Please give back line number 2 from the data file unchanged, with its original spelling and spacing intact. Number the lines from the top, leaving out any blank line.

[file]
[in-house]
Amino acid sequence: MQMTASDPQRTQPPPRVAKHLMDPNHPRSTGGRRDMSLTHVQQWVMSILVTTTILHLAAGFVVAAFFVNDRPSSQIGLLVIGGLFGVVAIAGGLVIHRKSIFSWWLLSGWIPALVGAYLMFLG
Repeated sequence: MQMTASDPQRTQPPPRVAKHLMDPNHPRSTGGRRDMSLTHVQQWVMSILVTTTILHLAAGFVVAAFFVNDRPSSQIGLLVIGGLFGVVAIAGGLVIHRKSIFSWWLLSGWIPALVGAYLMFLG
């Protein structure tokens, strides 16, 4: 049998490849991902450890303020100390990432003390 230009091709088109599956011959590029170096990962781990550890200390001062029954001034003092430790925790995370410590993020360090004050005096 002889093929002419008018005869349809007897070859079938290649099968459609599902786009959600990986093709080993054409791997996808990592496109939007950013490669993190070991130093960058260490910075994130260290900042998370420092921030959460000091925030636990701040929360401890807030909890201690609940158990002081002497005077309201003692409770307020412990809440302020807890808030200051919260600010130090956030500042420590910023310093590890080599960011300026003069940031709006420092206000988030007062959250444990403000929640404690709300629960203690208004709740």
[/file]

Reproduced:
Amino acid sequence: MQMTASDPQRTQPPPRVAKHLMDPNHPRSTGGRRDMSLTHVQQWVMSILVTTTILHLAAGFVVAAFFVNDRPSSQIGLLVIGGLFGVVAIAGGLVIHRKSIFSWWLLSGWIPALVGAYLMFLG